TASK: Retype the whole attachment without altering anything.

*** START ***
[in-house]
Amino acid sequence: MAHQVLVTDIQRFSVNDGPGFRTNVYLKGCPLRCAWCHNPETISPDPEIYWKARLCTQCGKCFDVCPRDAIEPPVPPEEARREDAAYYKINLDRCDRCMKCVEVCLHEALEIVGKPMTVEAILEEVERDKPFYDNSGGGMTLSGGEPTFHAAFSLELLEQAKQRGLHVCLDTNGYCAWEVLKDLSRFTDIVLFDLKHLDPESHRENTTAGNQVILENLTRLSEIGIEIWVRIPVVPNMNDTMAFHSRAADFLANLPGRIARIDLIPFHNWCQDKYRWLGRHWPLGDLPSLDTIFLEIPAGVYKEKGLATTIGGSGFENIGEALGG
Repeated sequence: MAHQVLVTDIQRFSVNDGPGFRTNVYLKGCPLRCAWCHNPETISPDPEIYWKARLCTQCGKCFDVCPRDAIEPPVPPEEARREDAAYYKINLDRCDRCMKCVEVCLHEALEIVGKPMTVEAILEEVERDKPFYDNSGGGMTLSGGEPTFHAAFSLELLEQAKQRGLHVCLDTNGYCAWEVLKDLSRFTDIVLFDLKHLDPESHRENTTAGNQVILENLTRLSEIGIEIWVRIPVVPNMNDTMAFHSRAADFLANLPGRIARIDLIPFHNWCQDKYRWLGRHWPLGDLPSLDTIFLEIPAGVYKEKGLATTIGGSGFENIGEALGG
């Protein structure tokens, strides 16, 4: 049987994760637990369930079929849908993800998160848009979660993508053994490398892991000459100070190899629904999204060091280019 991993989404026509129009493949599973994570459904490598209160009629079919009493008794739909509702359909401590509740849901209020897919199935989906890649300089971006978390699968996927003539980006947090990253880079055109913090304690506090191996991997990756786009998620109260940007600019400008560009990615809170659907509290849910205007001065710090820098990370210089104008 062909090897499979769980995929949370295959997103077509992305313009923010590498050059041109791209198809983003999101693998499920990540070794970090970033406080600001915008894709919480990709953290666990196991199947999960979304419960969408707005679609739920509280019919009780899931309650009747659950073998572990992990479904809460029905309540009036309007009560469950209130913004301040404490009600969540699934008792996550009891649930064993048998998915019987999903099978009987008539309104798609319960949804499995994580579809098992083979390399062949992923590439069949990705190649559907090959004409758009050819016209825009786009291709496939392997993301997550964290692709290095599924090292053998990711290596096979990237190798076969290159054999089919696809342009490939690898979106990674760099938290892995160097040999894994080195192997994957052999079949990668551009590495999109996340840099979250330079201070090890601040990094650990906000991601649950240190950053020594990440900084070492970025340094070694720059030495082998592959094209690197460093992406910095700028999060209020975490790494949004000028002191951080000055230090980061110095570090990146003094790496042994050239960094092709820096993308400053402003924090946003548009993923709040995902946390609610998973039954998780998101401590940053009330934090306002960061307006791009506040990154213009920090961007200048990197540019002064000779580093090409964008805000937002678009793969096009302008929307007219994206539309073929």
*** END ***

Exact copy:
[in-house]
Amino acid sequence: MAHQVLVTDIQRFSVNDGPGFRTNVYLKGCPLRCAWCHNPETISPDPEIYWKARLCTQCGKCFDVCPRDAIEPPVPPEEARREDAAYYKINLDRCDRCMKCVEVCLHEALEIVGKPMTVEAILEEVERDKPFYDNSGGGMTLSGGEPTFHAAFSLELLEQAKQRGLHVCLDTNGYCAWEVLKDLSRFTDIVLFDLKHLDPESHRENTTAGNQVILENLTRLSEIGIEIWVRIPVVPNMNDTMAFHSRAADFLANLPGRIARIDLIPFHNWCQDKYRWLGRHWPLGDLPSLDTIFLEIPAGVYKEKGLATTIGGSGFENIGEALGG
Repeated sequence: MAHQVLVTDIQRFSVNDGPGFRTNVYLKGCPLRCAWCHNPETISPDPEIYWKARLCTQCGKCFDVCPRDAIEPPVPPEEARREDAAYYKINLDRCDRCMKCVEVCLHEALEIVGKPMTVEAILEEVERDKPFYDNSGGGMTLSGGEPTFHAAFSLELLEQAKQRGLHVCLDTNGYCAWEVLKDLSRFTDIVLFDLKHLDPESHRENTTAGNQVILENLTRLSEIGIEIWVRIPVVPNMNDTMAFHSRAADFLANLPGRIARIDLIPFHNWCQDKYRWLGRHWPLGDLPSLDTIFLEIPAGVYKEKGLATTIGGSGFENIGEALGG
């Protein structure tokens, strides 16, 4: 049987994760637990369930079929849908993800998160848009979660993508053994490398892991000459100070190899629904999204060091280019 991993989404026509129009493949599973994570459904490598209160009629079919009493008794739909509702359909401590509740849901209020897919199935989906890649300089971006978390699968996927003539980006947090990253880079055109913090304690506090191996991997990756786009998620109260940007600019400008560009990615809170659907509290849910205007001065710090820098990370210089104008 062909090897499979769980995929949370295959997103077509992305313009923010590498050059041109791209198809983003999101693998499920990540070794970090970033406080600001915008894709919480990709953290666990196991199947999960979304419960969408707005679609739920509280019919009780899931309650009747659950073998572990992990479904809460029905309540009036309007009560469950209130913004301040404490009600969540699934008792996550009891649930064993048998998915019987999903099978009987008539309104798609319960949804499995994580579809098992083979390399062949992923590439069949990705190649559907090959004409758009050819016209825009786009291709496939392997993301997550964290692709290095599924090292053998990711290596096979990237190798076969290159054999089919696809342009490939690898979106990674760099938290892995160097040999894994080195192997994957052999079949990668551009590495999109996340840099979250330079201070090890601040990094650990906000991601649950240190950053020594990440900084070492970025340094070694720059030495082998592959094209690197460093992406910095700028999060209020975490790494949004000028002191951080000055230090980061110095570090990146003094790496042994050239960094092709820096993308400053402003924090946003548009993923709040995902946390609610998973039954998780998101401590940053009330934090306002960061307006791009506040990154213009920090961007200048990197540019002064000779580093090409964008805000937002678009793969096009302008929307007219994206539309073929």